Louisiana cooking is based on three main flavoring ingredients that they call "the holy trinity" or something like that: onions, celery, and green bell peppers. Along with a roux and some meat, that's the basis for what is called a gumbo. Why gumbo? I'm not sure, but in French — and French is one of the three or four languages that are or used to be spoken in Louisiana — gombo is the name for the vegetable we call okra. Gombo is an African term. Okra can serve as a thickener in stews and soups. Plus, it tastes good.
Yesterday I made a gumbo. It was Walt's idea. We had the vegetables except the okra, a couple of pieces of chicken, and a bag of frozen shrimp, so the ingredients were in the kitchen. We also have plenty of hot red pepper powder and flakes, along with some Louisiana hot sauce that I brought back from the States recently. The ingredients in the hot sauce are not numerous or complicated: hot red pepper, vinegar, and salt.
The first step in making a gumbo is to make the roux (especially if you don't have any okra). It's simple: put 4 or 6 fluid ounces of vegetable oil or melted butter in a big pot. Add an equal amount of flour and whisk it into the oil to make a smooth paste. Cook that paste until the flour turns brown. You can cook it in a medium oven for a long time or you can just cook it (in less time) on top of the stove. Keep an eye on it and don't let it get too dark. The color of peanut butter is what I aim for. A roux, which is also the basis for white sauces like béchamel in France, can be white, red, brown, or black in Louisiana.
While the roux is cooking, dice up the vegetables. Most gumbos have some tomato in them. I decided to use oven-dried tomatoes from this past summer's garden in mine, but if I'd had fresh tomatoes or even tomatoes out of a can, that would have been good too. Another essential ingredient is chopped garlic — say 5 or 6 good-sized cloves. (Not shown in the photo above are the bell peppers — I used frozen ones from Picard.)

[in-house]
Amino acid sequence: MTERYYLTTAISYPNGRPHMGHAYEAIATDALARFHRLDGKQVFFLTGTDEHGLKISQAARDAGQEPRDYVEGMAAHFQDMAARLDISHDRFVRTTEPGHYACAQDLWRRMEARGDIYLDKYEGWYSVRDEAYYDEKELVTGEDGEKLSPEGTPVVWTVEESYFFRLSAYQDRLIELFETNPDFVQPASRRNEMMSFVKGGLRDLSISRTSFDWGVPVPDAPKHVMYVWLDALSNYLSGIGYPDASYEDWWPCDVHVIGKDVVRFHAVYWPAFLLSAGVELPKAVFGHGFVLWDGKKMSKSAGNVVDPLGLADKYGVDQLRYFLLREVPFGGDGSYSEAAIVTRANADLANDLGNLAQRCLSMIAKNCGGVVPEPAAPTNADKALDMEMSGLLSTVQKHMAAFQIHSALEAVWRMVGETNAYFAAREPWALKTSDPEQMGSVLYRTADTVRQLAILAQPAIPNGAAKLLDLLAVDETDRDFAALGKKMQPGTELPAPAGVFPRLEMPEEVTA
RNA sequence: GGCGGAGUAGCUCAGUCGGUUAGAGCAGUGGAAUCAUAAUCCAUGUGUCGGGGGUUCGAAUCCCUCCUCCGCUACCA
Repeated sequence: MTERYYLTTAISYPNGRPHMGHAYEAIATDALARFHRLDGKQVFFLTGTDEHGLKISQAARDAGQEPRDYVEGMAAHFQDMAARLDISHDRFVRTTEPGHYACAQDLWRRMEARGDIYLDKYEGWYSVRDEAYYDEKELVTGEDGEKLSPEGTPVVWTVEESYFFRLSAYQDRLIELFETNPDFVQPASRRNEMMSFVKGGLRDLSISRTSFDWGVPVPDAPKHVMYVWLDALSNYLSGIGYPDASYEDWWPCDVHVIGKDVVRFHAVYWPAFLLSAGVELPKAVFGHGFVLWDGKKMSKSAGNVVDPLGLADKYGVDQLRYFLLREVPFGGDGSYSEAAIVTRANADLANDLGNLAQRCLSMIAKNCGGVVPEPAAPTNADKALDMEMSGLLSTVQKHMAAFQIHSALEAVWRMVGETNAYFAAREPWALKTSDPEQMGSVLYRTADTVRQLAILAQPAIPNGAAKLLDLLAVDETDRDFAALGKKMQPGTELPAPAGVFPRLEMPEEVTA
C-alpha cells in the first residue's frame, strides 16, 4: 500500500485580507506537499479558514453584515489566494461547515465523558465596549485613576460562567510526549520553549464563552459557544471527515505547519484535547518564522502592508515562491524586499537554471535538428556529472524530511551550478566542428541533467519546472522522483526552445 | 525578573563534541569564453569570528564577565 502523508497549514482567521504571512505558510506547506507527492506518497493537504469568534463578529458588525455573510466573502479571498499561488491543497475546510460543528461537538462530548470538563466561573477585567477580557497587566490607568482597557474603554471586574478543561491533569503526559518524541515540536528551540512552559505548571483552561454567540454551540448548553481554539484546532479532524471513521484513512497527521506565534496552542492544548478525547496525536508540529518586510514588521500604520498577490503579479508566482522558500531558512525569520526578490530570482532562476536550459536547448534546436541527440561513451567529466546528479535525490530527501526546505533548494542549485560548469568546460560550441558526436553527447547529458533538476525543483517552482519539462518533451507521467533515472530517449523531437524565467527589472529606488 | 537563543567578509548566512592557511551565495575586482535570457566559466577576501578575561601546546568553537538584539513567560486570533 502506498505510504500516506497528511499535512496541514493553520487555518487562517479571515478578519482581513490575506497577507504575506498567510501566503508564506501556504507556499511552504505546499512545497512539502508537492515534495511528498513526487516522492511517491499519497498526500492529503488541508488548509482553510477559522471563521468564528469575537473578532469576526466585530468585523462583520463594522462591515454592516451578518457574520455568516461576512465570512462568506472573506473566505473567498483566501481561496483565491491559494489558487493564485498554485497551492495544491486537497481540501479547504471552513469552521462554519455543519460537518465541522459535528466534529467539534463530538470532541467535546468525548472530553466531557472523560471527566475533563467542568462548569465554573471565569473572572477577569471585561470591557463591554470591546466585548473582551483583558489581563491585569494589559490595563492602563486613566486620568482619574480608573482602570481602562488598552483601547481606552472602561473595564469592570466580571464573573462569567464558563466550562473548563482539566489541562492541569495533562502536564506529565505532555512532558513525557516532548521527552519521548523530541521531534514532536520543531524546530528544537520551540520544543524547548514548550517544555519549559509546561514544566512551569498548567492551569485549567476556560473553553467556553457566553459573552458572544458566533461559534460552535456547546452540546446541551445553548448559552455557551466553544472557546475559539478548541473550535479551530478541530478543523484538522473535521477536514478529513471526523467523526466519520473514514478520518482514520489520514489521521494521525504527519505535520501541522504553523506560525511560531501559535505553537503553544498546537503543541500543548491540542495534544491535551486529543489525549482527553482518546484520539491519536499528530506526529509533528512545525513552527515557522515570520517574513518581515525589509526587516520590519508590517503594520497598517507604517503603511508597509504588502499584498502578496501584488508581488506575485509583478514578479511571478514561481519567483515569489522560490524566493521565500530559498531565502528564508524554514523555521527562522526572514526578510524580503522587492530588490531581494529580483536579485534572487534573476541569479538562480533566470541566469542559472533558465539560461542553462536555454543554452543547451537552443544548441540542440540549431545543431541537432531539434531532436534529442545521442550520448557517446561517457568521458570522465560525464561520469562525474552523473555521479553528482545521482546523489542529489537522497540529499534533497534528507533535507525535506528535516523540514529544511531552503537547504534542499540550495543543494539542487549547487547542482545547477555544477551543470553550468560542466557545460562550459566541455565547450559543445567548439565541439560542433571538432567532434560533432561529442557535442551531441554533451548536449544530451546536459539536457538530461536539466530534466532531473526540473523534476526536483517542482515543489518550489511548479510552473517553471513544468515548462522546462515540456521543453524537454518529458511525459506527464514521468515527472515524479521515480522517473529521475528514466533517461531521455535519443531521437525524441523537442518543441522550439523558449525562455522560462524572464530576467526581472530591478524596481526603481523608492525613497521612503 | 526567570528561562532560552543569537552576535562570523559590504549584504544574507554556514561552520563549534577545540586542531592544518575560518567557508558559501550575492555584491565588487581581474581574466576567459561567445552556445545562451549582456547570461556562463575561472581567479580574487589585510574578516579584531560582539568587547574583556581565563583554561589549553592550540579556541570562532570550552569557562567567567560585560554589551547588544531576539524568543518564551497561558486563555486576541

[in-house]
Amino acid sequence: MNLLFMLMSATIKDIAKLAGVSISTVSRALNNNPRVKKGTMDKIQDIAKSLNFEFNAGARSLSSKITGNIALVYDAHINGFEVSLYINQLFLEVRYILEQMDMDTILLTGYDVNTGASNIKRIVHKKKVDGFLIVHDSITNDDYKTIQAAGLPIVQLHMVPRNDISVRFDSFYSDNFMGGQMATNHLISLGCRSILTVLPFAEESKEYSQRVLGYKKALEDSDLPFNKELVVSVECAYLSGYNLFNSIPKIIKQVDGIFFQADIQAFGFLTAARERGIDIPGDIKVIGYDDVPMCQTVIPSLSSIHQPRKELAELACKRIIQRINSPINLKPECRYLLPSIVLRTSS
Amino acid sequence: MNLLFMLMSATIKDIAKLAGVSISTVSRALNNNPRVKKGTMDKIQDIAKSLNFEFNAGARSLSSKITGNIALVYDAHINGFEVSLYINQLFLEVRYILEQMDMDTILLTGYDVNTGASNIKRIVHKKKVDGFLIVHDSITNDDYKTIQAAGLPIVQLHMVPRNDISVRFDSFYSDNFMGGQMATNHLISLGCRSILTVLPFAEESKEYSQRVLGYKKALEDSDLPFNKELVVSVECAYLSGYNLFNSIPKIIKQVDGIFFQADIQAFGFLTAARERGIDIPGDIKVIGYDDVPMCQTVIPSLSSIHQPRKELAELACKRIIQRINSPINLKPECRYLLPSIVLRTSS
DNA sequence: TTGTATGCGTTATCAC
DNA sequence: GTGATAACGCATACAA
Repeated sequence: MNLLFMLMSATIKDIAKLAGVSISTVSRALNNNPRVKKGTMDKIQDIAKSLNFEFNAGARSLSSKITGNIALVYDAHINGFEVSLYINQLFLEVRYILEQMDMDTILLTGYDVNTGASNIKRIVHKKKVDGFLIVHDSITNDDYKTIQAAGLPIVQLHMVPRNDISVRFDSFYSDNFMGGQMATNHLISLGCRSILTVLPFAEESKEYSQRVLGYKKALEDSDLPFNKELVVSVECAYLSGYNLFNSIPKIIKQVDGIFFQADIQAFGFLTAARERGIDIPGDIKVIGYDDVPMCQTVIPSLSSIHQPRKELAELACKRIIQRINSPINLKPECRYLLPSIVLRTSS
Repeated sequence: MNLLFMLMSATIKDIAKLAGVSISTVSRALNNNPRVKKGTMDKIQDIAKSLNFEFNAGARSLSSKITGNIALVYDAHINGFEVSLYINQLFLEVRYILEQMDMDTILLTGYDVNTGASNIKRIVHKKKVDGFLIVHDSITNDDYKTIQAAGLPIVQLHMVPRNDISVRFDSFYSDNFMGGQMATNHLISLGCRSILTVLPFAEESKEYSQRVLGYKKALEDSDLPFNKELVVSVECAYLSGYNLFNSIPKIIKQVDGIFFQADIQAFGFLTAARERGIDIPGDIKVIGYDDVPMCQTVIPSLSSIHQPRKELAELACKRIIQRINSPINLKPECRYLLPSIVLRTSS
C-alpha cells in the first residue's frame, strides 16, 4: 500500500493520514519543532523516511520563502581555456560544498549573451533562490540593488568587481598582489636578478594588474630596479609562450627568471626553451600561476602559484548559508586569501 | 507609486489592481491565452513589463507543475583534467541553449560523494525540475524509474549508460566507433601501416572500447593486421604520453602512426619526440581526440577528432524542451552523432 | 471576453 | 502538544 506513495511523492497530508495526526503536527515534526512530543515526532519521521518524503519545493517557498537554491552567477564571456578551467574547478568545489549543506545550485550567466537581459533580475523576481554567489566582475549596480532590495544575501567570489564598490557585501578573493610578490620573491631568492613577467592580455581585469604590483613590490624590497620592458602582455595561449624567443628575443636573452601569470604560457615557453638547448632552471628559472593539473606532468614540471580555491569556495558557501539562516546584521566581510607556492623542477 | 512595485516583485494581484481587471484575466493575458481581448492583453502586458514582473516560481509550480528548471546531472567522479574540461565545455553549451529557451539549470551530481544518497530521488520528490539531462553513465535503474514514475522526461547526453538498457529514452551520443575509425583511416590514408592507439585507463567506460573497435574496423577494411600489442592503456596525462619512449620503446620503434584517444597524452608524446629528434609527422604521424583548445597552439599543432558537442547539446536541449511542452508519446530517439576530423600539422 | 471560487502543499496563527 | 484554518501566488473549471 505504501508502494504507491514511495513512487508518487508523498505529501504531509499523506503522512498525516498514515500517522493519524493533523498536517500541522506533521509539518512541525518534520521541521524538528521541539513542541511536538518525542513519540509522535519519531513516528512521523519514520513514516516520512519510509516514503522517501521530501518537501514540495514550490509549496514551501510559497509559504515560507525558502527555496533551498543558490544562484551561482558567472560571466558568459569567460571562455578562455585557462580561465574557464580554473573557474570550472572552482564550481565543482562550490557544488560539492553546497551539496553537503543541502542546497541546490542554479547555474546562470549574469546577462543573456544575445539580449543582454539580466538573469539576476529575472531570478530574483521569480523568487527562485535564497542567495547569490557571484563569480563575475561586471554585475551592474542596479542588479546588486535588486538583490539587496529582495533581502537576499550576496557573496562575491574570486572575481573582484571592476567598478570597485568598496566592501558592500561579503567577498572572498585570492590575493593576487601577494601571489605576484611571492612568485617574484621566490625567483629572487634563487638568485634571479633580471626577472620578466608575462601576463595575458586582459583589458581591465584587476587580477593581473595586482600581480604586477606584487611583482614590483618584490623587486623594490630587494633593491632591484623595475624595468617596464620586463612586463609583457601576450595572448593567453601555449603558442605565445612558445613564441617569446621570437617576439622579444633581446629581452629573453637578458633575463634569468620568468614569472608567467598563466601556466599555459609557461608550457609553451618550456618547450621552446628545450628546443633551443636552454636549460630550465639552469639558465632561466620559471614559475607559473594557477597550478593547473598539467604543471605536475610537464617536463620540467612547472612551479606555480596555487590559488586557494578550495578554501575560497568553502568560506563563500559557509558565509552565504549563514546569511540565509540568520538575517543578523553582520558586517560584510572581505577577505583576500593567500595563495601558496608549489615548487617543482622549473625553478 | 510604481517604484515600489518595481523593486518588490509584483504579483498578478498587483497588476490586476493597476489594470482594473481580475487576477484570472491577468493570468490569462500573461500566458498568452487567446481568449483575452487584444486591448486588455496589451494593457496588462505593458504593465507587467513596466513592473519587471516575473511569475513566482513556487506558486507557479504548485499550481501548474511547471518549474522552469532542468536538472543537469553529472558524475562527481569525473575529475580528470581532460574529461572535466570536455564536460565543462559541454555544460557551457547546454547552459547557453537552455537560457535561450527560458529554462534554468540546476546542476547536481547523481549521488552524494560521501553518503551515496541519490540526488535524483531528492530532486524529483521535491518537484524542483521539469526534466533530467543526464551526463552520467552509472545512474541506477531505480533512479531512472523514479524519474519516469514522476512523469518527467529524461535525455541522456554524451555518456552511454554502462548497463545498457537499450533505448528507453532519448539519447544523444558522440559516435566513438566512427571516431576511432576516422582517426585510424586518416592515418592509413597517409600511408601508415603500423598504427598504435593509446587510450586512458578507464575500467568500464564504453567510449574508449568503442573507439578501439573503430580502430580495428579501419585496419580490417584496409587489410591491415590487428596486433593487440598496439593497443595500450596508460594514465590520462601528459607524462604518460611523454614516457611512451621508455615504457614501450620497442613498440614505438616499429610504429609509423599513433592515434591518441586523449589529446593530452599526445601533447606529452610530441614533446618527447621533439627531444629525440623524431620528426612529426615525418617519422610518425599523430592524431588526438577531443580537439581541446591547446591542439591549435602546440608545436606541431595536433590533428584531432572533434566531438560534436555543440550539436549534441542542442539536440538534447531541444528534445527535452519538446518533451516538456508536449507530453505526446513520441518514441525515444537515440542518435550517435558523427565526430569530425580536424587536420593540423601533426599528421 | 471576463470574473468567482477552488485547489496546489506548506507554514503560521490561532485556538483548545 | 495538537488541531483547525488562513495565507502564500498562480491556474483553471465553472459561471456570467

Since I didn't have any smoked sausage, which is another Louisiana ingredient — they call it andouille down there, but it's a smoked pork sausage and doesn't resemble French andouille (made with pork intestines) at all — I decided I could use some lardons fumés to give the gumbo a slightly smoky taste. I sauteed the lardons (bacon) first, actually, and used the fat they released as part of the fat to make the roux (for more flavor). I also put a couple of chicken thighs into the pot to brown along with the bacon.
Another flavor ingredient in the gumbo, which is a stew, is broth. In this case, I peeled the 3½ dozen shrimp I had and boiled the shells (not the shrimp themselves!) in a light chicken broth with bay leaves, hot red pepper flakes, black peppercorns, and allspice berries. That cooked while the roux was turning brown.
The next step is to toss all the chopped up vegetables, including the dried tomatoes if that's what you're using, into the hot roux, along with the lardons, and stir all that together over high heat until the vegetables start to look cooked. At that point, add a couple of quarts (liters) of broth to the stock. In other words, strain the shrimp broth into the roux and vegetables (and then discard the shrimp shells, bay leaves, and spices). The roux will thicken the broth nicely. Add as much water as you want to get the desired thickness and consistency. Don't forget to add salt and even some herbs like oregano or thyme.
Voilà ! Let the vegetables cook in the stew for about half an hour. Add the browned chicken thighs (as many as you want, really) at that point, and let them cook in the stew for another 15 or 20 minutes. Then turn the heat down to low, or even completely off, and toss the shrimp (peeled and deveined) into the pot. Let the stew sit for another 10 minutes and the shrimp will be cooked just right. Serve the gumbo with steamed or boiled rice. Don't forget the hot sauce (Tabasco, Texas Pete, Piri-Piri, or whatever you've got).
P.S. I forgot to mention that since I didn't have any okra, I added some green beans to the gumbo — those big wide, flat Romano (Italian) green beans. I put them in the gumbo when I put the chicken in.